Most flu shot plans do not address how to vaccinate hard-to-reach populations
Most flu immunization plans in the United States do not address how to vaccinate hard-to-reach populations (HTR) - undocumented immigrants, substance users, the homeless, homebound elderly, and minorities--and this potentially dangerous omission can lead masses of people to become ill during an outbreak of pandemic flu or other contagious disease, according to a new study by The New York Academy of Medicine in the current issue of the Journal of Urban Health.
"Hard-to-reach populations are important to vaccinate not only because they're personally vulnerable, but because they could be widely transmitting disease to others," said lead author David Vlahov, PhD, Director of the Academy's Center for Urban Epidemiologic Studies (CUES) and Senior Vice President for Research. "The importance of achieving high flu immunization rates is magnified by concern over pandemic influenza."
Influenza vaccination will begin to be offered by some U.S. healthcare providers as early as next month in preparation for flu season, which usually extends from November through April of each year. Considerable attention will be devoted once again to achieving high levels of vaccination, since the vaccine is the best way to reduce one's chance of getting the flu, according to the U.S. Centers for Disease Control and Prevention. Influenza is a serious disease, causing 36,000 deaths (mostly among those aged 65 years or older) and striking 10 to 20 percent of the American population each year.
Most health departments' flu-shot recommendations address how to reach high-risk groups such as the elderly and those with chronic disease, but give less attention to covering HTR populations. Pandemic flu will spread faster if these large segments of the population are left unvaccinated, said Vlahov, who has been working under a $3 million National Institutes of Health grant to devise a plan for quickly finding and immunizing HTR groups. HTR populations in the United States are substantial, including as many as 12 million undocumented immigrants, 1.5 million injection drug users, and 744,000 homeless people, researchers note.
The health of HTR populations has broad implications for the health of the general public, Vlahov said. Some undocumented immigrants, for example, work in poultry processing, the food service industry, and in the home healthcare field, and homeless individuals often ride on subways and buses, coming in contact with large numbers of people.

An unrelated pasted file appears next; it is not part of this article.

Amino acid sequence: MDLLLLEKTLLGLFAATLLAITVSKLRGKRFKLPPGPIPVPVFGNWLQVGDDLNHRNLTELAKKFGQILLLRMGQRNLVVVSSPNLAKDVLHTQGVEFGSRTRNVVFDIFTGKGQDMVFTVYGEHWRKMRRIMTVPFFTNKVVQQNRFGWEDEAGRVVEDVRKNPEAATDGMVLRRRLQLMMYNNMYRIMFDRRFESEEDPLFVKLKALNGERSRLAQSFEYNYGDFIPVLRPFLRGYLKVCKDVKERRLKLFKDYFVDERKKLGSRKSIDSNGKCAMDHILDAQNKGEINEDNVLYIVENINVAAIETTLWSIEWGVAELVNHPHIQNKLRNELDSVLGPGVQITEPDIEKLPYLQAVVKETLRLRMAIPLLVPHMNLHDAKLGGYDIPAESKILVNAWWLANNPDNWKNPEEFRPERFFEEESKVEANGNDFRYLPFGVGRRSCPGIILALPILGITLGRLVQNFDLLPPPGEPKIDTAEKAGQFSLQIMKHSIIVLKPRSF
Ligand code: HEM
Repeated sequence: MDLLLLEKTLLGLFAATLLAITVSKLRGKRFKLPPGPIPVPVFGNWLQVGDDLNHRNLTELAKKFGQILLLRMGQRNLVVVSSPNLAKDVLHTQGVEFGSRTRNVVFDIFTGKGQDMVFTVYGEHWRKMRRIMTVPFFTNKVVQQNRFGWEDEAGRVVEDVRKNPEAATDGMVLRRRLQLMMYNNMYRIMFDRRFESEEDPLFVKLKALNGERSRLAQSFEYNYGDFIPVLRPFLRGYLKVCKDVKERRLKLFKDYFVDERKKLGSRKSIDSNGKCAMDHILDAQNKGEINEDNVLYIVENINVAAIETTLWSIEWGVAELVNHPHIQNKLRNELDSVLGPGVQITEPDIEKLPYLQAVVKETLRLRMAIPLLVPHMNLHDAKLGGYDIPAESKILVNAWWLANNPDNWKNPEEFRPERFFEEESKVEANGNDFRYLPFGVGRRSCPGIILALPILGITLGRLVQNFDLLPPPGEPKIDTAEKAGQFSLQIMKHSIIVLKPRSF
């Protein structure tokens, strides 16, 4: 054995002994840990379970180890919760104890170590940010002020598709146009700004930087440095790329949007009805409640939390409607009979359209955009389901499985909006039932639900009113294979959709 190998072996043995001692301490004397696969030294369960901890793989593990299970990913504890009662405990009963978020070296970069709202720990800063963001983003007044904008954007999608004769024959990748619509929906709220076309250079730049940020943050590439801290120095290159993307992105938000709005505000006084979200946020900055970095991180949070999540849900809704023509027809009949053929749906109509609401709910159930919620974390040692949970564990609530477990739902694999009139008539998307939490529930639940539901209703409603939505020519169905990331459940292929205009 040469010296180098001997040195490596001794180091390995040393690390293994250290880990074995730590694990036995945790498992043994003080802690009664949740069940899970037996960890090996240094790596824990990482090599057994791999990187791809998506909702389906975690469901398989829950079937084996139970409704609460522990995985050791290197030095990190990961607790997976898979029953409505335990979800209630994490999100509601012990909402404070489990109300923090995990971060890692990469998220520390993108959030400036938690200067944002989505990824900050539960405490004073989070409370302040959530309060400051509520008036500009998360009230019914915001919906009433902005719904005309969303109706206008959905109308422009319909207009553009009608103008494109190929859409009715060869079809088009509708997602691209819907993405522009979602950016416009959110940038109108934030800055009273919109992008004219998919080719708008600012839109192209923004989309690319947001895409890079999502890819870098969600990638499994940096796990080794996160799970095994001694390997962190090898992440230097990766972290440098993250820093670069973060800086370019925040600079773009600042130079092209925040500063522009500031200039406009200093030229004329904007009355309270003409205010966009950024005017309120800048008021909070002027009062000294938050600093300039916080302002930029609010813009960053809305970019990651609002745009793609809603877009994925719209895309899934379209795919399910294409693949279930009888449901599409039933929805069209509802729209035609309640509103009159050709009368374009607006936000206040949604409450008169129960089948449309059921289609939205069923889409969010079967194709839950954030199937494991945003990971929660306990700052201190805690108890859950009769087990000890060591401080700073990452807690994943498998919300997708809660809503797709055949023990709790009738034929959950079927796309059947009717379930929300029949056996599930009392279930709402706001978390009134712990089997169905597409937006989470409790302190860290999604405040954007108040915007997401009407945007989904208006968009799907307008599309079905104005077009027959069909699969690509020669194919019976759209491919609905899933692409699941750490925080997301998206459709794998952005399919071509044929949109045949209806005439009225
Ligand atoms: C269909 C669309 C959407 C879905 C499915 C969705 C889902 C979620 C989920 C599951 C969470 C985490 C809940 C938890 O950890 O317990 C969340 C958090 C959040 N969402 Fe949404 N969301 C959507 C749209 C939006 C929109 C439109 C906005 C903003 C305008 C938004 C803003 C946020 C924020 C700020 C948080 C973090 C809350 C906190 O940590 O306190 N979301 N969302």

The authors suggest several achievable strategies for increasing immunization coverage among HTR populations, including distributing vaccines in unconventional sites, such as needle-exchange programs and on street corners that are familiar locations to HTR people. The Academy's CUES in 2004 developed Project VIVA, or Venue-Intensive Vaccines for Adults, a small-scale rapid-vaccination approach. Project VIVA involved vaccinating people on busy sidewalks in Harlem and by going door-to-door in housing projects in the South Bronx. Bilingual outreach workers from the Academy working with licensed nurses gave the flu vaccine to over 1,000 homeless, homebound elderly, immigrants, minorities, and injection drug users in a 10-day period during the 2005-06 flu season.
Even within conventional sites for immunizations, the authors suggest several achievable strategies for increasing immunization coverage among HTR populations. Patient reminders, in the form of computer-automated mailings and autodial telephone messages, used for elderly patients in upstate New York have resulted in dramatic increases in vaccination rates in high-risk groups. In addition, more healthcare workers should be vaccinated against the flu. Only about one-third to one-half of healthcare workers are currently immunized, researchers note. "Providers who do not believe the vaccine is protective are less likely to recommend it to patients," Vlahov said.
"The current federal recommendations for annual and pandemic vaccine do not prioritize the issue of HTR populations," Vlahov said. "This problem is an epidemiologic, clinical, and ethical issue."